In a letter to U.S. Attorney General Jeff Sessions today, U.S. Senator Ron Wyden (D-Oregon) demanded more information about the Justice Department’s plans to target members of the media during leak investigations.

The Oregon senator asks how many times the DOJ has issued "subpoenas, search warrants, national security letters, or any other form of legal process authorized by a court" to target journalists in leak investigations.

Wyden also asks if the DOJ has made any changes to departmental regulations for investigating journalists since January 20.

Wyden also urges Sessions to further restrict, rather than loosen, the DOJ's ability to seek records from members of the media.

On August 4, Sessions claimed at a press conference that the DOJ has more than tripled the number of ongoing leak investigations compared with the last part of the Obama administration.

Following embarrassing leaks to journalists of President Donald Trump’s private conversations with Mexican President Enrique Peña Nieto and Australian Prime Minister Malcolm Turnbull, Sessions said he wanted to revisit 2015 DOJ regulation revisions that set restrictions on the department’s ability to subpoena journalists.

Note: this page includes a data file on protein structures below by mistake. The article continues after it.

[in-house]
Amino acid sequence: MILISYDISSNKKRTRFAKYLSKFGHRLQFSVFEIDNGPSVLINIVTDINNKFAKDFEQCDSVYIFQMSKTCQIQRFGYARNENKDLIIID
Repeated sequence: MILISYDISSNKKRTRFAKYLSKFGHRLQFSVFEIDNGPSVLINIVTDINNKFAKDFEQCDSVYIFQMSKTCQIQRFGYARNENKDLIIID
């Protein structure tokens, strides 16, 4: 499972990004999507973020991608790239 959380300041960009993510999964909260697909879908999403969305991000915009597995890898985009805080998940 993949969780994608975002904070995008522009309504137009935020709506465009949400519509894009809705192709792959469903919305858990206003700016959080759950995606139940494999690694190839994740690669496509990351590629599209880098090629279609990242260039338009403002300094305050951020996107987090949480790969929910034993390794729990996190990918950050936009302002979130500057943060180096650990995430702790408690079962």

These include a requirement that the attorney general personally approve subpoenas and other legal directives served to members of the media.

Those 2015 revisions "do not go far enough" Wyden writes.

Wyden reminds Sessions that the 2015 revisions came about after the DOJ "abused its surveillance authority" to target the press and expose its sources.

In 2013, the department obtained personal and work telephone records of 20 Associated Press reporters.

Wyden says he wants Sessions to require the DOJ, "absent an imminent threat to Americans' safety," to obtain a search warrant before accessing journalists' personal records.

"Although federal law currently permits the government to obtain historical telephone and email records without demonstrating probable cause to a judge," Wyden writes, "DOJ can and should go above and beyond what is required by statute when investigating journalists."

Since 9/11, Wyden has been a leading voice for reigning in the government’s surveillance program. 

"Journalists play a critical role in our democracy," Wyden adds, "and the chill associated with the government obtaining their communications records in order to identify their sources cannot be overstated."